09.19.2013
By Terry Flanagan

Iosco Strengthens Cross-Border Cooperation

The International Organization of Securities Commissions has adopted measures to encourage non-signatory members to sign the Iosco Multilateral Memorandum of Understanding on cooperation and exchange of information.

Iosco has approved a resolution that calls for gradually restricting opportunities of non-signatory members to influence key Iosco decisions due to the limited support they can provide to its enforcement efforts.

The measures, which will be phased in over the next 12 months, restrict non-signatory members from nominating candidates to Iosco leadership positions, suspend participation of non-signatory members in Iosco policy committees, and suspend voting rights of non-signatory members.

As long as jurisdictions remain outside the international enforcement regime of the MMoU, they offer potential safe havens for wrongdoers and create gaps in Iosco´s global enforcement network.

The latest signatories, the Institut Nacional Andorrà de Finances (INAF) and the State Securities Commission of Vietnam (SSC), formally signed the MMoU on Wednesday, bringing to 97 the total number of signatories to the MMoU out of a total of 125 eligible Iosco members.

“The MMoU has raised the standards of international cooperation in securities enforcement activities and has significantly deterred market misconduct in increasingly globalized markets,” said Vu Bang, chairman of the State Securities Commission of Vietnam. “Not only are we looking forward to the significant benefits of the assistance provided by international regulators in our pursuing wrongdoings, but also we are fully committed to honoring the requests from fellow MMoU signatories to the fullest extent permissible and in a swift and faithful manner.”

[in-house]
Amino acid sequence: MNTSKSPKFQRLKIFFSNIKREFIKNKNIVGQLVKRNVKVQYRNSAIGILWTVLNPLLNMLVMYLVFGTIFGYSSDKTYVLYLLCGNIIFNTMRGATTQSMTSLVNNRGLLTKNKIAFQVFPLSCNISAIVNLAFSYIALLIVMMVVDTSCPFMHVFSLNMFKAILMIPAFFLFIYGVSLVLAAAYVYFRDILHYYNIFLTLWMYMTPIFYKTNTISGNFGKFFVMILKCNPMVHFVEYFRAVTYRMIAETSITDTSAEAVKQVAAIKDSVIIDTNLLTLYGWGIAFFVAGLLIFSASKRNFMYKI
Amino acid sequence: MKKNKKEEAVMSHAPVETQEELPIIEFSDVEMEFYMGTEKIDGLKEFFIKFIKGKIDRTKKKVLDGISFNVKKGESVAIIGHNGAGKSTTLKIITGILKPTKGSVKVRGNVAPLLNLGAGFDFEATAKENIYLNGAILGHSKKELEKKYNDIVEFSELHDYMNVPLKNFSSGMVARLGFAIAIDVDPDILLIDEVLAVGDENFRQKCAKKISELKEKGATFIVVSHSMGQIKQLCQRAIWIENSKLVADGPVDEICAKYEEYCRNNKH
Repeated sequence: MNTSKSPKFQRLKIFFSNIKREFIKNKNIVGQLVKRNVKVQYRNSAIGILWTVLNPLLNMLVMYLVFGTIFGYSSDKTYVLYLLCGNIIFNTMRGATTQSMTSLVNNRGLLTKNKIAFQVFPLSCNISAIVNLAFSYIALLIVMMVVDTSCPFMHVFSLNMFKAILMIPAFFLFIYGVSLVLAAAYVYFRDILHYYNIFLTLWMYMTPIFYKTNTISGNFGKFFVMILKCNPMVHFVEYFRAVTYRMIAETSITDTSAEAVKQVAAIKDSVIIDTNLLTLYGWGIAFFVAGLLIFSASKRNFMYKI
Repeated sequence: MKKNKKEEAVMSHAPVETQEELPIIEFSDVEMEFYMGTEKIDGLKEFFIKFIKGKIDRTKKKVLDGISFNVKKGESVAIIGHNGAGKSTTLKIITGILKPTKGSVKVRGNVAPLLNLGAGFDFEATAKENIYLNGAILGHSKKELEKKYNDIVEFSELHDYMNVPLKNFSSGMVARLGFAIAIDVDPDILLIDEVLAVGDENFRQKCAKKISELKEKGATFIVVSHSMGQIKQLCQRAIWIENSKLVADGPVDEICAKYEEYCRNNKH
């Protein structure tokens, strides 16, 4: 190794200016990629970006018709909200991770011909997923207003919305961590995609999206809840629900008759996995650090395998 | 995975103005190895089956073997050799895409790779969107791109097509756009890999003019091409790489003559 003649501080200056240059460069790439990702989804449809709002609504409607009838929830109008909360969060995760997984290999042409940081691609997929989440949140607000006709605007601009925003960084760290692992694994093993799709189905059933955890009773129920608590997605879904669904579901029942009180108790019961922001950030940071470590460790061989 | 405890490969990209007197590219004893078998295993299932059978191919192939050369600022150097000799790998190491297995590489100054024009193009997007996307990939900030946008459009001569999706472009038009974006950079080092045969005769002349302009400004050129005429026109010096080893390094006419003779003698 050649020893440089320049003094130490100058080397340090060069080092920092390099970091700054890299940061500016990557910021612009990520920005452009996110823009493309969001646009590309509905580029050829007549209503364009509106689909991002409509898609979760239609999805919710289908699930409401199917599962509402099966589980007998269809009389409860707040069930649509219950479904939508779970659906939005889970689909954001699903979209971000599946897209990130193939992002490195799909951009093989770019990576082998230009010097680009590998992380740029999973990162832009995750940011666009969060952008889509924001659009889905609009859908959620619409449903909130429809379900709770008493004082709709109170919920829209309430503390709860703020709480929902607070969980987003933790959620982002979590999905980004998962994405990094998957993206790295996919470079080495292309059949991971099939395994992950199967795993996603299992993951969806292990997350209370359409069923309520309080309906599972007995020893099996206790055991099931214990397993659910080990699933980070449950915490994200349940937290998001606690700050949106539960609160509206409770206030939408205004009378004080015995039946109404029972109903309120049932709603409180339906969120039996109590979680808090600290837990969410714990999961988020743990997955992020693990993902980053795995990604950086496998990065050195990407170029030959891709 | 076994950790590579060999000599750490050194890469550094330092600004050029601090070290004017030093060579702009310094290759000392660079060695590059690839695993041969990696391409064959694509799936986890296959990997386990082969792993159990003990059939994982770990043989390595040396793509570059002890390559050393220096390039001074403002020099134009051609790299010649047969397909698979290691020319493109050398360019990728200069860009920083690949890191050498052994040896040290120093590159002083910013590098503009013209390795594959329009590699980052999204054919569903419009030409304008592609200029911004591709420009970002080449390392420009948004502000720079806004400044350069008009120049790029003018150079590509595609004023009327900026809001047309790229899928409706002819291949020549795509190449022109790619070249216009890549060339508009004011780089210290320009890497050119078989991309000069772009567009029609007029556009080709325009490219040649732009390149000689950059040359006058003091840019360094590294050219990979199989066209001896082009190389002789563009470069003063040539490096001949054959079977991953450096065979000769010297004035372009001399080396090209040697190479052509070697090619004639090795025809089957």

Established in 2002, the MMoU provides a vehicle through which securities regulators share with each other essential investigative material, such as beneficial ownership information, and securities and derivatives transaction records, including bank and brokerage records.

It sets out requirements for the exchange of information, ensuring that no domestic banking secrecy, blocking laws or regulations prevent the provision of enforcement information among securities regulators.

Some Iosco members already have measures to enforce the MMoU. The Hong Kong Securities and Futures Commission, for example, expects an overseas company seeking a listing on the local exchange to be incorporated in a jurisdiction where arrangements are in place to ensure reasonable regulatory cooperation. India requires foreign investors in Indian mutual funds and equity shares to fulfill criteria, including being resident in a country that is a signatory to Iosco’s MMoU or a signatory of a bilateral MoU with the Securities and Exchange Board of India.

“By signing the MMoU, the SSC and INAF have strengthened their ability to investigate cross border market misconduct and contributed to enhancing the level of global regulation and enforcement,” said Georgina Philippou, co-chair of Iosco’s MMoU Screening Group. “Our aim is that the introduction of these graduated measures will encourage more jurisdictions to become signatories as quickly as possible.”

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